Wednesday, July 04, 2007

Independence

Let's try something a bit different. Consider this my "Sermon" for Independence Day.

Selections from:

The Unanimous Declarationof the Thirteen United States of America - (aka, the Declaration of Independence)
"But when a long train of abuses and usurpations, pursuing invariably the same object evinces a design to reduce them under absolute despotism, it is their right, it is their duty, to throw off such government, and to provide new guards for their future security...
"In every stage of these oppressions we have petitioned for redress in the most humble terms: our repeated petitions have been answered only by repeated injury. A prince, whose character is thus marked by every act which may define a tyrant, is unfit to be the ruler of a free people."
My how those words resound in the halls of the nation we currently inhabit.
Selctions from the Bill of Rights
Ammendments 1-10 of the Constitution of the United States of America
"The Conventions of a number of the States having, at the time of adopting the Constitution, expressed a desire, in order to prevent misconstruction or abuse of its powers, that further declaratory and restrictive clauses should be added, and as extending the ground of public confidence in the Government will best insure the beneficent ends of its institution; ..."
"
Amendment I

Congress shall make no law respecting an establishment of religion, or prohibiting the free exercise thereof; or abridging the freedom of speech, or of the press; or the right of the people peaceably to assemble, and to petition the government for a redress of grievances.
Why are most Americans so eager to chuck this under a bus?
Shall we move on to some great American thinkers/leaders?
"Question with boldness even the existence of a god; because if there be one he must approve of the homage of reason more than that of blindfolded fear."
-Thomas Jefferson, Letter to Peter Carr, August 10, 1787
"Where the preamble declares, that coercion is a departure from the plan of the holy author of our religion, an amendment was proposed by inserting "Jesus Christ," so that it would read "A departure from the plan of Jesus Christ, the holy author of our religion;" the insertion was rejected by the great majority, in proof that they meant to comprehend, within the mantle of its protection, the Jew and the Gentile, the Christian and Mohammedan, the Hindoo and Infidel of every denomination."
-Thomas Jefferson, Autobiography, in reference to the Virginia Act for Religious Freedom

6 comments:

Xzanron said...

Happy Rebellion Day... from a member of your former colonial oppressors :P

Our new (unelected) prime minister might actually be someone I'll like. In his first statement to parliament he opened the doors to potentially introducing a new Bill of Rights (as opposed to the 17th century one) and a written constitution. For once I'm actually happy we might be following America's lead.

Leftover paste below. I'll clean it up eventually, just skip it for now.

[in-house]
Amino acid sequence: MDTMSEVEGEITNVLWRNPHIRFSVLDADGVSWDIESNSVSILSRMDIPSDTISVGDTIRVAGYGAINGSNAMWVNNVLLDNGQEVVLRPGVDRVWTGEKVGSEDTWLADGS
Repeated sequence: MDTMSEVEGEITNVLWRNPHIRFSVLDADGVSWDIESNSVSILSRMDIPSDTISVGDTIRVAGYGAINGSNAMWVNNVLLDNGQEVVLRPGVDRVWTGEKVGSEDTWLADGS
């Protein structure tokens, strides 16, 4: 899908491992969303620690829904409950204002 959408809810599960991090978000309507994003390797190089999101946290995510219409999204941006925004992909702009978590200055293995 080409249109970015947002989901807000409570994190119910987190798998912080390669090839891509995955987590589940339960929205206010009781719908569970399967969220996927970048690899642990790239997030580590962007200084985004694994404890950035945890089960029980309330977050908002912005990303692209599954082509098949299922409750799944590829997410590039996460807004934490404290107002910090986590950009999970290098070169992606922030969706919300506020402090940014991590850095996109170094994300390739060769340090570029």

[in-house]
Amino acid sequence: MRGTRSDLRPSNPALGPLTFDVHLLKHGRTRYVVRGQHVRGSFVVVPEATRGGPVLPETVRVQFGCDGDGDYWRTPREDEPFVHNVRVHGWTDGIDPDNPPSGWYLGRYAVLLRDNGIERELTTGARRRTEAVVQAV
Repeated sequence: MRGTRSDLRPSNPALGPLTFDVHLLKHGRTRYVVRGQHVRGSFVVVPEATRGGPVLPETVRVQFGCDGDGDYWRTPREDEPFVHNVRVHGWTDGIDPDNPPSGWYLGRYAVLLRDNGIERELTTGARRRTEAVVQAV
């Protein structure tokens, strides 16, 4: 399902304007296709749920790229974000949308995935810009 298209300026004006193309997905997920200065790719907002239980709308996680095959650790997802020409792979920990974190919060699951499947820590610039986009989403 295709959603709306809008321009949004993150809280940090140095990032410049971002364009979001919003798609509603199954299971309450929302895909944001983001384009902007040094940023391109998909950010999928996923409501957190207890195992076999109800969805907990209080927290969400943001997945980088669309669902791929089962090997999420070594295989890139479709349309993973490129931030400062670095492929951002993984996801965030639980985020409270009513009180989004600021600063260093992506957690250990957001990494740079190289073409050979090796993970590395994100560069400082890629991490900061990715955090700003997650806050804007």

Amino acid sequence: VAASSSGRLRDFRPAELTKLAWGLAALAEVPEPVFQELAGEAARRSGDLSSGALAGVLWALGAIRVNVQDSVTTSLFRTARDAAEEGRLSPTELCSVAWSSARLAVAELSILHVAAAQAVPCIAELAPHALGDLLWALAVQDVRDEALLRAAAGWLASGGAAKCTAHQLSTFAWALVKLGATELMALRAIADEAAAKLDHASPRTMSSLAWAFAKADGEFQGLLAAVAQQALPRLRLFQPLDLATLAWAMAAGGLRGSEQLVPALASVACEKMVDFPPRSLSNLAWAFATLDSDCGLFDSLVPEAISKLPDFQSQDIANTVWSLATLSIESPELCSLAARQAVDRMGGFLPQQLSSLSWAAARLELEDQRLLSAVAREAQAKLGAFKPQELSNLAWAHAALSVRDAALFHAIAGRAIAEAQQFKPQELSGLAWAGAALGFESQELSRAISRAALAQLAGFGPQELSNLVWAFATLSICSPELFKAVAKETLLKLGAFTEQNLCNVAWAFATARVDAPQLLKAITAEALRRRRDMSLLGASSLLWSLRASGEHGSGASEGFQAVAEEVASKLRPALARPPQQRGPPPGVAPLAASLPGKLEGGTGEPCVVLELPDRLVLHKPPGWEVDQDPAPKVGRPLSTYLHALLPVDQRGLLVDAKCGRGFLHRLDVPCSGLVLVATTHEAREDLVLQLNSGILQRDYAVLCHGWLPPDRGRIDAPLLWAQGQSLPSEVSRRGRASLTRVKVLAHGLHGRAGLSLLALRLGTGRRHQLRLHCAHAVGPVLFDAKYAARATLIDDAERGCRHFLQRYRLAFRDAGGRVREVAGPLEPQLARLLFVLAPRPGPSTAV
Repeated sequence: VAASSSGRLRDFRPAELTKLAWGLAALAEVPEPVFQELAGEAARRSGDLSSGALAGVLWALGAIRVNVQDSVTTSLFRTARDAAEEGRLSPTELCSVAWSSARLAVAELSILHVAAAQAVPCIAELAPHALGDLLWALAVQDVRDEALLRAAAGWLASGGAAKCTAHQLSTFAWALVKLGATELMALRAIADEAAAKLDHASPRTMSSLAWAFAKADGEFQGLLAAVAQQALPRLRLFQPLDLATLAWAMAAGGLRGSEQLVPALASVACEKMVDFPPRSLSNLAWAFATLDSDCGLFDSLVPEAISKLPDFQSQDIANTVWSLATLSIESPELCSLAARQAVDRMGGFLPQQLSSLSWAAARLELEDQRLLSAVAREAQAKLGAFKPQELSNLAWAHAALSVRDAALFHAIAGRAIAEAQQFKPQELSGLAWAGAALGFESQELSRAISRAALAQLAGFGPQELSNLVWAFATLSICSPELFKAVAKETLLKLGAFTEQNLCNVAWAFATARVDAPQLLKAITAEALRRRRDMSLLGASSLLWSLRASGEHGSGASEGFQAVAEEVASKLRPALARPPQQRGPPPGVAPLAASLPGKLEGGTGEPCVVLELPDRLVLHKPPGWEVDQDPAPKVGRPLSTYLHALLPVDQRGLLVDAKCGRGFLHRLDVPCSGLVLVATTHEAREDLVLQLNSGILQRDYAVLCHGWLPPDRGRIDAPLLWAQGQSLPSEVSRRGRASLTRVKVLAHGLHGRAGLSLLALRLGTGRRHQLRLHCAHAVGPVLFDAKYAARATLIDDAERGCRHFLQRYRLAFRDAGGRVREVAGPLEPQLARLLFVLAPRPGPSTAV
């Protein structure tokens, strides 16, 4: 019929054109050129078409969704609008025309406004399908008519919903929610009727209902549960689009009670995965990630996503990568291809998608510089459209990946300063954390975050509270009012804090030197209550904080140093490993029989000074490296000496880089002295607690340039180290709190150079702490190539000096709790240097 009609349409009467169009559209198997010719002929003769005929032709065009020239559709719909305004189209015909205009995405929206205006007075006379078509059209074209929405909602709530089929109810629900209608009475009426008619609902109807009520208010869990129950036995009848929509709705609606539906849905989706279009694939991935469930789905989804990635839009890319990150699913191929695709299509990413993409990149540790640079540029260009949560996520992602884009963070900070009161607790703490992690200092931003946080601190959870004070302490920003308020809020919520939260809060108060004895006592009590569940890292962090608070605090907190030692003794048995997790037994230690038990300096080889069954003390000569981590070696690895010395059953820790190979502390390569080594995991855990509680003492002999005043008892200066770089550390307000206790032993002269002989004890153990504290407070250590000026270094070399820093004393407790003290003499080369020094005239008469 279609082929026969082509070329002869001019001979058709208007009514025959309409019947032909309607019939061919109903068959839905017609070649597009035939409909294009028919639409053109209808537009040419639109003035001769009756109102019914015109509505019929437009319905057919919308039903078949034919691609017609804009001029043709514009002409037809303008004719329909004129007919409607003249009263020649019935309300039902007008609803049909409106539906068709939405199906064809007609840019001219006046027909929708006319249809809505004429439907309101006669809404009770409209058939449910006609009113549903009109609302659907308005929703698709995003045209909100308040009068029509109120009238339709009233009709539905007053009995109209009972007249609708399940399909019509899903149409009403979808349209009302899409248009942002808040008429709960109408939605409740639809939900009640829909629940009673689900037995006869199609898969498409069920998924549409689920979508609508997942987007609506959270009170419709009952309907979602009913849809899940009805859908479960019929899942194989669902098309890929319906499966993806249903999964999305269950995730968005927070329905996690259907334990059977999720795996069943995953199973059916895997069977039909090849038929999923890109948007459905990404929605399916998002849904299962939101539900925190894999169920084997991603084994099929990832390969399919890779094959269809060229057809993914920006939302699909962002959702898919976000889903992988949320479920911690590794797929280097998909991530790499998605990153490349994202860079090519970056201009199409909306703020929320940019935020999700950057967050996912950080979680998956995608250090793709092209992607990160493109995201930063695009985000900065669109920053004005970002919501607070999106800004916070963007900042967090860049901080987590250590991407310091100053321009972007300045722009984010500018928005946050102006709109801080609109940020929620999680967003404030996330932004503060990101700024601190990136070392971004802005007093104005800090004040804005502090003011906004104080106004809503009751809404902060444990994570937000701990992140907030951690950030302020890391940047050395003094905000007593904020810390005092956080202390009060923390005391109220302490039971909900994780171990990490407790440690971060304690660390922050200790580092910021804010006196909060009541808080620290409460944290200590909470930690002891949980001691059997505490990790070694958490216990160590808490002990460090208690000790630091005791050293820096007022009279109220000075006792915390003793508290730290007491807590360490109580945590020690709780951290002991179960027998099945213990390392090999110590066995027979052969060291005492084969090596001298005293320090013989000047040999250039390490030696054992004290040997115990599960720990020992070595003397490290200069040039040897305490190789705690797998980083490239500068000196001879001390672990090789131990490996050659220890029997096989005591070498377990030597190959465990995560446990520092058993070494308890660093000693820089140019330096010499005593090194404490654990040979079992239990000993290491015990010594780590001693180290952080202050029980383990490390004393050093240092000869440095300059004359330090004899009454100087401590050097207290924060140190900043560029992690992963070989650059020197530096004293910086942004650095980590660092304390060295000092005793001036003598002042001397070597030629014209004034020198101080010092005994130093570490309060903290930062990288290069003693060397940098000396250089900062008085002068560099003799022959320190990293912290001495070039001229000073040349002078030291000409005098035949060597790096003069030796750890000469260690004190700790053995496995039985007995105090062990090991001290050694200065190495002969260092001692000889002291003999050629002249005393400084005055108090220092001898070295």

It's a shame the quality of leadership in the US has declined so much in the last 200 years.

I thought I'd add my own Jefferson quote (amazing bloke)... maybe I can start a trend.

"History, I believe, furnishes no example of a priest-ridden people maintaining a free civil government. This marks the lowest grade of ignorance of which their civil as well as religious leaders will always avail themselves for their own purposes."

Thomas Jefferson to Alexander von Humboldt, Dec. 6, 1813.

Fiery Ewok said...

A prince, whose character is thus marked by every act which may define a tyrant, is unfit to be the ruler of a free people.

Aren't these words now considered seditious and under the Patriot Act would make the speaker open to prosecution or at least persecution?

amarullis said...

Congress shall make no law respecting ... the right of the people peaceably to assemble...

hmm.. got me thinking about all of the state & city laws that require approval for people to gather for protests, parades, etc. on public property. I guess as long as it isn't Congress that makes the law it is ok?

Paul said...

[Silentsanta, NZ]

Fiery Ewok: I don't know for certain whether that's sedition, and I certainly don't want to find out

JS said...

There are many American statesmen that I greatly admire. A pity most of them are dead.

hmm.. got me thinking about all of the state & city laws that require approval for people to gather for protests, parades, etc. on public property. I guess as long as it isn't Congress that makes the law it is ok?

That would have been true prior to the Slave War. After the Slave War, your constitution was amended to ensure that all constitutional protections limiting the federal government would also limit the state governments (and by implication the county governments). It's the fourteenth amendment, IIRC.

Actually, the story is rather longer than that, because not all the rights and liberties were immediately imposed on the states as a consequence of the amendment. There has been a gradual evolution of interpretation of the scope of the amendment, generally broadening its reach.

Ed Brayton, over at Dispatches from the Culture Wars (scienceblogs.com/dispatches) has written volumes on the subject, if you're interested in a more in-depth explanation than I can offer.

- JS

Elisheva Hannah Levin said...

In the 1976, for a bicentennial project, my civics class took typewritten copies of the Bill of Rights to the mall as petitions. We explained to passers-by that we were interested in supporting these amendments to the US Constitution and would they sign the petition to support them, too. Quite a number of people said "Absolutely not!" We got comments about being communists (that was during the "cold war")or hippies. No one mentioned "seditious" but that clearly what some of them thought! Many of the same got really mad when they found out that it was the Bill of Rights. :)

It was an educational experience.